This video is of Senor Jordan (who is AWESOME). I will be gone on maternity leave halfway in the year & you better bet, if I don't get a Spanish speaking sub, Senor Jordan will be reinforcing EVERY lesson. He is so to the point, has a great teaching personality, and usually puts EVERYTHING to a song. If you are out, or need reinforcements to teach reflexive verbs, this video is perfect. I usually like to show it just because the song he uses is so catchy! It's to the tune of if "If You're Happy & You Know It" (and yes, my high schoolers like it...and they clap!) hehe! 

The next 3 videos (in my opinion) need to be shown later on when the kids understand the basics of conjugating a reflexive verb. It's not so much about "teaching" the basics of a reflexive verb but showing daily routine. After my kiddos KNOW how to conjugate reflexive verbs, my BIG OVERALL goal is that they can talk about their own daily routine. Conjugating is the skill, talking about their day is the overall goal!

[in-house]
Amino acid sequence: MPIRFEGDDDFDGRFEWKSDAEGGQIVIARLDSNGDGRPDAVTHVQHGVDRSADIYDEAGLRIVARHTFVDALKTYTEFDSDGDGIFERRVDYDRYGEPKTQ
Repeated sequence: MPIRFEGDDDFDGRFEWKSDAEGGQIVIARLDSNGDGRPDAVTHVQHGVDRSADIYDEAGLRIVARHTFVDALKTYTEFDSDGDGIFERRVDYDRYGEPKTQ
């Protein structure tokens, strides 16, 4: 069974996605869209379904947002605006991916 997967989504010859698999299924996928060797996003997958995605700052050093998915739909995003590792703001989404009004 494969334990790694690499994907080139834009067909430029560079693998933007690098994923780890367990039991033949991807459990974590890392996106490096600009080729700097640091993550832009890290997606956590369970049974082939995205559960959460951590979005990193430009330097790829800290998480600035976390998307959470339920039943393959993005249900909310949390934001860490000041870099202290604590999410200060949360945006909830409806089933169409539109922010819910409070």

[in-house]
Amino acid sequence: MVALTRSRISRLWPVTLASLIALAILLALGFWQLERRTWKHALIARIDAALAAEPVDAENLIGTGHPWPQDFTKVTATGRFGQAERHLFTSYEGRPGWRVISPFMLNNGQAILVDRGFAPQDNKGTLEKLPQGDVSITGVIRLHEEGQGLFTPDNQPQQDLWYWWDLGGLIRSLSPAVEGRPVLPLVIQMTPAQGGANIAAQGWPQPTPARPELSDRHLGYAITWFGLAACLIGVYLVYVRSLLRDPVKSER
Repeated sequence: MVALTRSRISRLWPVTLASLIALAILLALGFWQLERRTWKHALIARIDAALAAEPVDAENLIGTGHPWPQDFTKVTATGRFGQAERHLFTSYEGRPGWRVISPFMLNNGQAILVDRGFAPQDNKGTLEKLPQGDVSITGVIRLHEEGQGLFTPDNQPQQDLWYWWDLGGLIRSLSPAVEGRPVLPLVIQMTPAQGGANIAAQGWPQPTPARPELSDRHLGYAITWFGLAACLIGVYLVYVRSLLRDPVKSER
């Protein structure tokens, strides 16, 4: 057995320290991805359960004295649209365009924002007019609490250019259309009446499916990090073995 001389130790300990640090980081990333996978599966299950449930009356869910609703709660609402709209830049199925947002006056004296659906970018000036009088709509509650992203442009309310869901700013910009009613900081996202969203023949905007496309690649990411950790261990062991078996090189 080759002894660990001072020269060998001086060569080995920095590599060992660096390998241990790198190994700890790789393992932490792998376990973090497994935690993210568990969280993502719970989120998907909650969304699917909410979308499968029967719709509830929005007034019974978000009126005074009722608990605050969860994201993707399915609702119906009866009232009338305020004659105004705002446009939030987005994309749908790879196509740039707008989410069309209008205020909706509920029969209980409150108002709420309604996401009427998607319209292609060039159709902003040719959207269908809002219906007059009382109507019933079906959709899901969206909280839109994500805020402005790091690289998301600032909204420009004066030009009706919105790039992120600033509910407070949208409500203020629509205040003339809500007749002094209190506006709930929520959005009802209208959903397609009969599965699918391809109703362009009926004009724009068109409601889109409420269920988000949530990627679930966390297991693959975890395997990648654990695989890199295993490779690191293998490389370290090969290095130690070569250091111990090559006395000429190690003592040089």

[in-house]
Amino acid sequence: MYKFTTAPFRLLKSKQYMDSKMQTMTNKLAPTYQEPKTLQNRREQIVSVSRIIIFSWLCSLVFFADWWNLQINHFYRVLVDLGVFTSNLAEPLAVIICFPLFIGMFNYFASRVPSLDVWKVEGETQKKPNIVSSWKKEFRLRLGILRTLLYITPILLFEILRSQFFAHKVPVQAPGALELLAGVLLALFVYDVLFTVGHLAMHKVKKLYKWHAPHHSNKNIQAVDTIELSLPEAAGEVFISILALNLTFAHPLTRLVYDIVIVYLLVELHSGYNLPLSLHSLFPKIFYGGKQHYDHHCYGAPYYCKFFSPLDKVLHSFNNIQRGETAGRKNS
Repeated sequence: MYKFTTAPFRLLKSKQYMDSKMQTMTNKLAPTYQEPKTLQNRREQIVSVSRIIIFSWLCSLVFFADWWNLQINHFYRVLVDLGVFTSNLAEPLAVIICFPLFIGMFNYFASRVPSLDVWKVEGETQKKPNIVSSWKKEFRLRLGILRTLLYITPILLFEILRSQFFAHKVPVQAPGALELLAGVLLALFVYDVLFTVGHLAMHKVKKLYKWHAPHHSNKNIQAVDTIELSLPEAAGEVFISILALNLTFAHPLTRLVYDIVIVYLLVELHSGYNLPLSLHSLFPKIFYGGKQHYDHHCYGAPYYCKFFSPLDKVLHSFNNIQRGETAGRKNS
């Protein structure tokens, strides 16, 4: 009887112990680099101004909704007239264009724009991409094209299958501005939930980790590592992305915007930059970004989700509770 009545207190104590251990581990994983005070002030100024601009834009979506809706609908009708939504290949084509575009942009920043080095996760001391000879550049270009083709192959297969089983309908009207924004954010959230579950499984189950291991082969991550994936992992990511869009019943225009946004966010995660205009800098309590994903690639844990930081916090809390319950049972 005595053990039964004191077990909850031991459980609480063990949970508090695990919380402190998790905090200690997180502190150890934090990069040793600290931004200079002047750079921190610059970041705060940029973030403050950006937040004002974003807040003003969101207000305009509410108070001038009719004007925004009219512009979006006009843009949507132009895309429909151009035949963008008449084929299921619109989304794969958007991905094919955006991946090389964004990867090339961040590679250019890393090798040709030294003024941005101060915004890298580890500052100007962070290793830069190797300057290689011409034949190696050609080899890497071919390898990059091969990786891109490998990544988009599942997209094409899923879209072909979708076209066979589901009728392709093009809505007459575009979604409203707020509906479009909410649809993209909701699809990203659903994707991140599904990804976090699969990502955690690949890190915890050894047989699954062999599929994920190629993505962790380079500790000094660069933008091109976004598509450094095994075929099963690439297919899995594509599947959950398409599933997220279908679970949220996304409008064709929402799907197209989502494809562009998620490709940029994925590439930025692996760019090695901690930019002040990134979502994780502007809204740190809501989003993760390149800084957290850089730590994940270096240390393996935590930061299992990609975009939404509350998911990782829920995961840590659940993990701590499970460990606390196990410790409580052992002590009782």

3. Verbos Reflexivos con Frida Kahlo -

I am obsessed with Frida! So when I saw this video, I almost died of excitement. Of course this is a homemade mock video of Frida (she's dead but you can visit her home museum in Mexico) but this woman is so awesome & entertaining. I like that it puts the sub-titles! So not only does she say & do her daily routine but the students get to see the Spanish on the screen. I love teaching culture so I always give a 5 minute little lecture of WHO Frida was. The kids are amazed with Frida because she was such a different character! Two birds with one stone: culture & grammar! :) 

4. Mi Rutina Diaria -

This video is of a little boy getting ready & it takes you through his daily routine. He is ADORABLE! Your girls will go "awwww" He goes through his daily routine and the sub-titles are on the screen (double cha-ching)! It does a great job of showing a completed "Mi Rutina Diaria" Like I said, make sure the kids are very familiar with the reflexive verbs (they know lavarse, ducharse, blah blah) and they know how to conjugate well before you show this video.